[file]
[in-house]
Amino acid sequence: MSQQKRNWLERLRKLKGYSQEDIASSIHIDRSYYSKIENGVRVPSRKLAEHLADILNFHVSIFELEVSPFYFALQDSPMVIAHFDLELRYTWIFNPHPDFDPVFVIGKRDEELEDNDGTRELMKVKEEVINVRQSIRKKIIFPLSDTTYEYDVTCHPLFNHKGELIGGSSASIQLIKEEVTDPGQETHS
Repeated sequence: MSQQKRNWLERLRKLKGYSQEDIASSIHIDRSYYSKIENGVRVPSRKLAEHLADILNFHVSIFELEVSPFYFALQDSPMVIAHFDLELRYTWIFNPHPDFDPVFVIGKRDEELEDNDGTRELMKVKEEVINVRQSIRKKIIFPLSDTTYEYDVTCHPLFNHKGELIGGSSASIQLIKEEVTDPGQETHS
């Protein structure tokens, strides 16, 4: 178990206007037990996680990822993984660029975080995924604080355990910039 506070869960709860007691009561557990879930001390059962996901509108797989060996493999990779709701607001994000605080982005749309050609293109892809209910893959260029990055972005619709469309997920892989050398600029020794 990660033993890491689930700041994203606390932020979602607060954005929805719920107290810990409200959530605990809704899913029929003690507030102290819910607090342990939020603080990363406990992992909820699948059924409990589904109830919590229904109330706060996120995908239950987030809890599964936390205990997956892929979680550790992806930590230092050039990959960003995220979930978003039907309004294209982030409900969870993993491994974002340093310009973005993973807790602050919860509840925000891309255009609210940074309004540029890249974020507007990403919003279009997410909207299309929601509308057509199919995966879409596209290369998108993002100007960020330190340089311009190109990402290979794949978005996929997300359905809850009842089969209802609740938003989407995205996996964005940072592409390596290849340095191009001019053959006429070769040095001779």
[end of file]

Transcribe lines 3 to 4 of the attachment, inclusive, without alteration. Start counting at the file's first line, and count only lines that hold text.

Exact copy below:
Repeated sequence: MSQQKRNWLERLRKLKGYSQEDIASSIHIDRSYYSKIENGVRVPSRKLAEHLADILNFHVSIFELEVSPFYFALQDSPMVIAHFDLELRYTWIFNPHPDFDPVFVIGKRDEELEDNDGTRELMKVKEEVINVRQSIRKKIIFPLSDTTYEYDVTCHPLFNHKGELIGGSSASIQLIKEEVTDPGQETHS
């Protein structure tokens, strides 16, 4: 178990206007037990996680990822993984660029975080995924604080355990910039 506070869960709860007691009561557990879930001390059962996901509108797989060996493999990779709701607001994000605080982005749309050609293109892809209910893959260029990055972005619709469309997920892989050398600029020794 990660033993890491689930700041994203606390932020979602607060954005929805719920107290810990409200959530605990809704899913029929003690507030102290819910607090342990939020603080990363406990992992909820699948059924409990589904109830919590229904109330706060996120995908239950987030809890599964936390205990997956892929979680550790992806930590230092050039990959960003995220979930978003039907309004294209982030409900969870993993491994974002340093310009973005993973807790602050919860509840925000891309255009609210940074309004540029890249974020507007990403919003279009997410909207299309929601509308057509199919995966879409596209290369998108993002100007960020330190340089311009190109990402290979794949978005996929997300359905809850009842089969209802609740938003989407995205996996964005940072592409390596290849340095191009001019053959006429070769040095001779």